The full-length WDV CP gene sequence with 783 nucleotides was PCR-amplified. After double digestion with BamH Ⅰ and Hind Ⅲ restriction enzymes, the PCR fragment was inserted into the expression vector pET-32a to produce pET-32a-CP. DNA sequencing was performed to confirm the CP gene nucleotide sequence and orientation. A correct recombinant plasmid was transformed into Escherichia coli BL21 (DE3) cells to express recombinant WDV CP. After IPTG induction, the E. coli BL21 (DE3) cells harboring the pET-32a-CP vector accumulated a 50 kDa fusion protein (Fig. 1A). E. coli BL21 (DE3) cells transformed with the parental pET-32a vector produced an approximately 20 kDa protein, similar to the molecular mass of the thioredoxin-tag. The non-denatured recombinant CP fusion protein was purified using the Ni–NTA agarose method (Qiagen, MD, USA) as described previously (Liu et al. 2017). The expressed recombinant WDV CP protein was later confirmed by Western blot using an anti-His tag MAb (Fig. 1B).
Figure 1. SDS-PAGE (A) and Western blot (B) analyses of the recombinant WDV CP protein. Lane M, protein molecular weight marker. Lanes 1 and 2, E. coli BL21 (DE3) harboring pET-32a induced with and without 0.5 mmol/L IPTG. Lane 3, E. coli BL21 (DE3) harboring pET-32a-CP induced with 0.5 mmol/L IPTG. Lane 4, Purified recombinant WDV CP.
BALB/c mice were immunized with purified recombinant WDV CP. After the fourth immunization, four hybridoma lines (18G10, 9G4, 23F4 and 22A10) secreting anti-WDV CP MAbs were obtained through four time cell fusions, antibody specificity and sensitivity analyses, and cell limiting dilution cloning. Ascitic fluids with MAbs were produced by intraperitoneal inoculations of hybridoma cells to pristane-primed BALB/c mice. IgG of WDV specific MAb was precipitated from different ascitic fluids with saturated ammonium sulfate. Isotypes of the four MAbs were determined to be IgG1, κ light chain. Yield of IgG in ascites was determined at 5.87 to 10.14 mg/mL, and the titers of the four MAbs ranged from 10-6 to 10-7 as determined by an indirect ELISA (Table 1).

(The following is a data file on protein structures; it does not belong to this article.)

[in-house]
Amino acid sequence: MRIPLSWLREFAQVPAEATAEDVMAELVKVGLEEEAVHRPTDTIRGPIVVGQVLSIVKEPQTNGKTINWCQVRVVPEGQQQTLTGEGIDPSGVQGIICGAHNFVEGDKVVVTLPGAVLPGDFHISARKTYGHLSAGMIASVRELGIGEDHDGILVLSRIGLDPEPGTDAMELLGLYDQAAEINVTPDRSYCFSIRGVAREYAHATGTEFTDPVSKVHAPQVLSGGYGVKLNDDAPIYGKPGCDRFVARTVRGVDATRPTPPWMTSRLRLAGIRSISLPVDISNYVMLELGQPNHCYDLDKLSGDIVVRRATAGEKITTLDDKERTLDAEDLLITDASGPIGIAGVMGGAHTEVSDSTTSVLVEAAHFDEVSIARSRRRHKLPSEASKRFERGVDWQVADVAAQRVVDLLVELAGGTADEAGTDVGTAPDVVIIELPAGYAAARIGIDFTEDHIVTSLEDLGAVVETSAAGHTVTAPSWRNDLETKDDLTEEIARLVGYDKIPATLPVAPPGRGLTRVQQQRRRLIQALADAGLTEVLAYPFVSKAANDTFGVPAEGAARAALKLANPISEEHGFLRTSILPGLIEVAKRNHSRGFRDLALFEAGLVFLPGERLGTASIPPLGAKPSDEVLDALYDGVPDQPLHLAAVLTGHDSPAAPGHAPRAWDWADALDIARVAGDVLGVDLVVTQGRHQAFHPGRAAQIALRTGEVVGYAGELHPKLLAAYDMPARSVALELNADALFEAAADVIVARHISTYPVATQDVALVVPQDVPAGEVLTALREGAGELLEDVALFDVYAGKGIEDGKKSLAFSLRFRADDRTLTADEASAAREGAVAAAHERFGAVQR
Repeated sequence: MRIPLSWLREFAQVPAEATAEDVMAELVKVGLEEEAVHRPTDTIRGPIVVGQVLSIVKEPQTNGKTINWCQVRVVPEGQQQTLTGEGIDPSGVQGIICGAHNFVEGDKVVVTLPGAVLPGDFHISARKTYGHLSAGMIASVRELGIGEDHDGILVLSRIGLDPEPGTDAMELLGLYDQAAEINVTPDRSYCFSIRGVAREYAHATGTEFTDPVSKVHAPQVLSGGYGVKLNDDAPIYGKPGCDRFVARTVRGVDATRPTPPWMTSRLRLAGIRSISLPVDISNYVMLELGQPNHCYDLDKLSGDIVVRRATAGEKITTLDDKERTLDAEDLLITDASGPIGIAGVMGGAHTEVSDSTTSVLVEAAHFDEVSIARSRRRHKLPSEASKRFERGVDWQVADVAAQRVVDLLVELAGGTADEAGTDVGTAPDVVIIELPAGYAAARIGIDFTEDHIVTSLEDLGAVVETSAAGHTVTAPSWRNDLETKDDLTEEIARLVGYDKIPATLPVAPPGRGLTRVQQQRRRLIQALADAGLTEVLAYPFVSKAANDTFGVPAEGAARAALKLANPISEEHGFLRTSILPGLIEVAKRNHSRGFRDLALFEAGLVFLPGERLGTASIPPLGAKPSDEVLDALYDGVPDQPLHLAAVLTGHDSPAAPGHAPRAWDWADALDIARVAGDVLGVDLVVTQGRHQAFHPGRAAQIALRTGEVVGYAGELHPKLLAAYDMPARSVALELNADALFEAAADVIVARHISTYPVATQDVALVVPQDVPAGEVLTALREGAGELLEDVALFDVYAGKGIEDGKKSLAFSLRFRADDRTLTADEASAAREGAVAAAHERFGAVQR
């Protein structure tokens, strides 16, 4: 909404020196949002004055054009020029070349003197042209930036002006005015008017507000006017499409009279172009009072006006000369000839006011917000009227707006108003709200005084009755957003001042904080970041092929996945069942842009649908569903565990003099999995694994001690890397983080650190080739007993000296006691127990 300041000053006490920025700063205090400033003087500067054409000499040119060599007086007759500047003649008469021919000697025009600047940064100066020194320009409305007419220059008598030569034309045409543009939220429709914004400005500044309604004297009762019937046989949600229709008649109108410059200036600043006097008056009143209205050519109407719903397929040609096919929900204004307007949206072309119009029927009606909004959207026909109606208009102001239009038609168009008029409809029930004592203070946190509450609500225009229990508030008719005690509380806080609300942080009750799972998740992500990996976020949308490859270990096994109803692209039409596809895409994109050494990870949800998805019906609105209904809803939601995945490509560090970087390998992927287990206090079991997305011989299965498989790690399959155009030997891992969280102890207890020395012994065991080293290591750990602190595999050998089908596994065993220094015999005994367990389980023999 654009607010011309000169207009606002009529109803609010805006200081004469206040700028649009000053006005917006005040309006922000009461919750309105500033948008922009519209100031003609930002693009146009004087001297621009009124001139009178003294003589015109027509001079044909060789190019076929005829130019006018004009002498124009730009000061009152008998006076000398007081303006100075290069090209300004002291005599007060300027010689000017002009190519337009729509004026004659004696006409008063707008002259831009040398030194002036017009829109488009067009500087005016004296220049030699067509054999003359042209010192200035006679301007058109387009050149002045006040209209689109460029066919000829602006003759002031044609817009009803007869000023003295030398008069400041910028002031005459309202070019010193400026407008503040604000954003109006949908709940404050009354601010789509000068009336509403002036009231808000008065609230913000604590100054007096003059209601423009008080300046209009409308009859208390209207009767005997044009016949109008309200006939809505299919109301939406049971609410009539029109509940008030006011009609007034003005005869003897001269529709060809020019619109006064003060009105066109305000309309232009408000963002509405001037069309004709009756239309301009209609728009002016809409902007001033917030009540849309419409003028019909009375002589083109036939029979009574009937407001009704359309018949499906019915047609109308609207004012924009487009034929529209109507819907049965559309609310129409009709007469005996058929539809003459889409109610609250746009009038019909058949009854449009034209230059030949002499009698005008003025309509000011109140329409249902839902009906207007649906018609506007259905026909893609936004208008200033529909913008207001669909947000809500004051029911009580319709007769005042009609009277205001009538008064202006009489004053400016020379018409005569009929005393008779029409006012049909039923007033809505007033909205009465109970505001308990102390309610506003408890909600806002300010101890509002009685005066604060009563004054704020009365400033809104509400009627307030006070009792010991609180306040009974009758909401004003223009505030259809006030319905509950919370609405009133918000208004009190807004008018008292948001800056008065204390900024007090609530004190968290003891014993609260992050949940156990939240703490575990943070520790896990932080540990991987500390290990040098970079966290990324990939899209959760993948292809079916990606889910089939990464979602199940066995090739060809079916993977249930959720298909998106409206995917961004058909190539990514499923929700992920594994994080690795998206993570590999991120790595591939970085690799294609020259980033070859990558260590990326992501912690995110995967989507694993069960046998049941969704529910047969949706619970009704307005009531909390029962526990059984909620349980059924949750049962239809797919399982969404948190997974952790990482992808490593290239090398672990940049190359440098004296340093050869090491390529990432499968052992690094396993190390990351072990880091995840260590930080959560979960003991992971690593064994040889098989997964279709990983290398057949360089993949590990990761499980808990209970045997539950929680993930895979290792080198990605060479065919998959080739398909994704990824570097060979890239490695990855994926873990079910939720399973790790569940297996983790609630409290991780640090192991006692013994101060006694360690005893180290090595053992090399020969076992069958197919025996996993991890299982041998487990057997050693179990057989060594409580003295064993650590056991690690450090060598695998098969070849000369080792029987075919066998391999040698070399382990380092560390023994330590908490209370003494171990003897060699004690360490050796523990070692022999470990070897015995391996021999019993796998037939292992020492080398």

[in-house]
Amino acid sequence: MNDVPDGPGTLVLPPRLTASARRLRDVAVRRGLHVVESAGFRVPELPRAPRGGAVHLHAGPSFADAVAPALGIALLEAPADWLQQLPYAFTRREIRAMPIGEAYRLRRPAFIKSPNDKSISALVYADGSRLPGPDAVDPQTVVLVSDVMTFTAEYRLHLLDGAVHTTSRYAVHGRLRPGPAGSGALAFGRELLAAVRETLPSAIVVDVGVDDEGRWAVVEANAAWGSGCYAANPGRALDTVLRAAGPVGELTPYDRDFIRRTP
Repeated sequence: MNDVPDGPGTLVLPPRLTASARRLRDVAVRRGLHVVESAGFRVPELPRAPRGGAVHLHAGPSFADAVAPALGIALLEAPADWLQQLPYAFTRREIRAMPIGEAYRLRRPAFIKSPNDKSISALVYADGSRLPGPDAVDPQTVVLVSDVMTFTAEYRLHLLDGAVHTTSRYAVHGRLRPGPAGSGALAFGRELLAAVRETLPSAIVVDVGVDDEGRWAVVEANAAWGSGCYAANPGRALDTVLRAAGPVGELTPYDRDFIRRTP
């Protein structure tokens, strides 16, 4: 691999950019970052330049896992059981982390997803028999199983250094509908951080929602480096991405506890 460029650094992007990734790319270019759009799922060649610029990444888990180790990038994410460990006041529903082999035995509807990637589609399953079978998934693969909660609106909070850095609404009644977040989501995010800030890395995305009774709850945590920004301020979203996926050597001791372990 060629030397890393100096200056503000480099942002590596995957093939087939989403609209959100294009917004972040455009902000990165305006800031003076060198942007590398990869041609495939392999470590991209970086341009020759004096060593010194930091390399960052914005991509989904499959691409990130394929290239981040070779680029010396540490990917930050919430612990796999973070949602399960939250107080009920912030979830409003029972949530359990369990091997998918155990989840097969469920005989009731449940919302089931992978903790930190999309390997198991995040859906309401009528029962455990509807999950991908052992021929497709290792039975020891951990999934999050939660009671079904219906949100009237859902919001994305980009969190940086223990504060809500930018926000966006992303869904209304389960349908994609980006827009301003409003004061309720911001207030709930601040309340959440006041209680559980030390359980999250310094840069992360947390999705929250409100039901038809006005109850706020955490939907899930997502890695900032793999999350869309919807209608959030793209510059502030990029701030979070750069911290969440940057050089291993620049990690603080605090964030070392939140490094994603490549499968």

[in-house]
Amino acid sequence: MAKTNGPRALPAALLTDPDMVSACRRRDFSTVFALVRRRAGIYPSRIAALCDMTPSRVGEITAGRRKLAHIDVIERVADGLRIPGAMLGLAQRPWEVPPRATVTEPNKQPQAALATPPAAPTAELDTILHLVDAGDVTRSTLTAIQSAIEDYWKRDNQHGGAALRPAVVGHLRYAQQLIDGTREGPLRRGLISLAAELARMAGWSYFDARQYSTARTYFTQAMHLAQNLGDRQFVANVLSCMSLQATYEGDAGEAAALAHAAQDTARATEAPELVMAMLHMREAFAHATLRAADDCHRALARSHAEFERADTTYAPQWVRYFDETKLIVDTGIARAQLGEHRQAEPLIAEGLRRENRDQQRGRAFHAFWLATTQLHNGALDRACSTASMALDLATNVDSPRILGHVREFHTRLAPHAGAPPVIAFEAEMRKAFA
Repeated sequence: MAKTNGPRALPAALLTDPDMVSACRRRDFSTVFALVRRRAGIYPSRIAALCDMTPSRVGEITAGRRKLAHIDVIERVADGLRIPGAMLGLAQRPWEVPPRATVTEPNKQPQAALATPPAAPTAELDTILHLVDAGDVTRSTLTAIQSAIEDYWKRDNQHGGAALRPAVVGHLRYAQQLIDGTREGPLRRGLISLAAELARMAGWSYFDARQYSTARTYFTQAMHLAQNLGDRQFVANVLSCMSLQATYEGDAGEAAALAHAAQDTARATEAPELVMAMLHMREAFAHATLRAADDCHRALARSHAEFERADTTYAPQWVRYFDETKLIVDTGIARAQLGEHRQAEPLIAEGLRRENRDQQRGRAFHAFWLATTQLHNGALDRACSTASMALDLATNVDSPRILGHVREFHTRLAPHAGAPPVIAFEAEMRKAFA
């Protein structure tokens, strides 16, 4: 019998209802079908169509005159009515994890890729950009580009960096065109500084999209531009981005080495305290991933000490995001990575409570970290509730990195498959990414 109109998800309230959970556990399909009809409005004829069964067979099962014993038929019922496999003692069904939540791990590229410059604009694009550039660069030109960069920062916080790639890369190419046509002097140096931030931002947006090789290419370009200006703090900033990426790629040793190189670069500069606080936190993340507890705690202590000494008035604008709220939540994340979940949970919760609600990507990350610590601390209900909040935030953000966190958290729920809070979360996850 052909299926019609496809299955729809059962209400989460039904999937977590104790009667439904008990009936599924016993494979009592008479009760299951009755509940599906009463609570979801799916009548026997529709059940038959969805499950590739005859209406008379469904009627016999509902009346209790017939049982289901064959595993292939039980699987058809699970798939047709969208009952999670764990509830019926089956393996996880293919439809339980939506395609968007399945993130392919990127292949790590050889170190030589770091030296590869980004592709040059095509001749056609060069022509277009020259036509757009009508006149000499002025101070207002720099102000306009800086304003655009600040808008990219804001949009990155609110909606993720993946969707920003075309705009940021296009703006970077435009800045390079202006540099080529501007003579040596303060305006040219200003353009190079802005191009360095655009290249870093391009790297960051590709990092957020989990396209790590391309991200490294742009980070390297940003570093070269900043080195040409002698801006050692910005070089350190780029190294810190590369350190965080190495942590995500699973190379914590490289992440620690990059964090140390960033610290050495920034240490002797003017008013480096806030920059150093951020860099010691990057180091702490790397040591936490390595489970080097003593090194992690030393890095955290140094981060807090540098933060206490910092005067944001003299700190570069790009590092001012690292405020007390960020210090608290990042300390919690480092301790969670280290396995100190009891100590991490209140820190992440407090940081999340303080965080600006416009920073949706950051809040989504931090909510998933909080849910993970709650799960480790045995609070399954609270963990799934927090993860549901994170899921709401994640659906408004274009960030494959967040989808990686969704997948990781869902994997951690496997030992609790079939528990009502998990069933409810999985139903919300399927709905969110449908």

Table 1. Properties of the obtained anti-WDV monoclonal antibodies.
Western blot was then used to determine the specificity of the anti-WDV MAbs. Results of the assays indicated that the four MAbs reacted strongly and specifically with approximately 30 kDa WDV CP in the WDV-infected wheat samples as well as the 50 kDa recombinant WDV CP fusion protein (Fig. 2). As expected, no visible protein bands were seen in the lane loaded with an extract from a healthy wheat plant (Fig. 2).
Figure 2. Specificity analyses of anti-WDV MAbs by Western blot. All the SDS-PAGE gels had the same protein loadings but were probed with different MAbs. Lane 1, protein from a healthy wheat plant. Lane 2, protein from a WDV-infected wheat plant. Lane 3, purified recombinant WDV CP fusion protein. Lane M, protein molecular markers. Names of the MAbs are indicated below the figures.
The optimal working dilutions of MAbs and the AP-conjugated goat anti-mouse IgG for the ACP-ELISA were determined by the phalanx tests. Results of the phalanx tests indicated that WDV could be reliably detected in crude extracts from WDV-infected wheat plant tissues using MAb 22A10, 23F4, 18G10 or 9G4, diluted at 1:6, 000, 1:6, 000, 1:5, 000 and 1:5, 000 (v/v). The optimal dilution of AP-conjugated goat anti-mouse IgG was determined at 1:8, 000 (v/v). Using the optimal working dilutions described above, an ACP-ELISA for WDV detection was developed.
The specificity assay using the developed ACP-ELISA protocol demonstrated that WDV could be reliably detected in the WDV-infected wheat samples but it had a negative reaction with WYMV-, BYDV PAV-, BYDV GAV-, BYDV GPV-, BaYMV-or CWMV-infected, or the healthy wheat sample (Fig. 3A).
Figure 3. Specificity (A) and sensitivity (B) analyses of the developed ACP-ELISA using anti-WDV MAbs. CK-, an extract from a healthy wheat plant sample.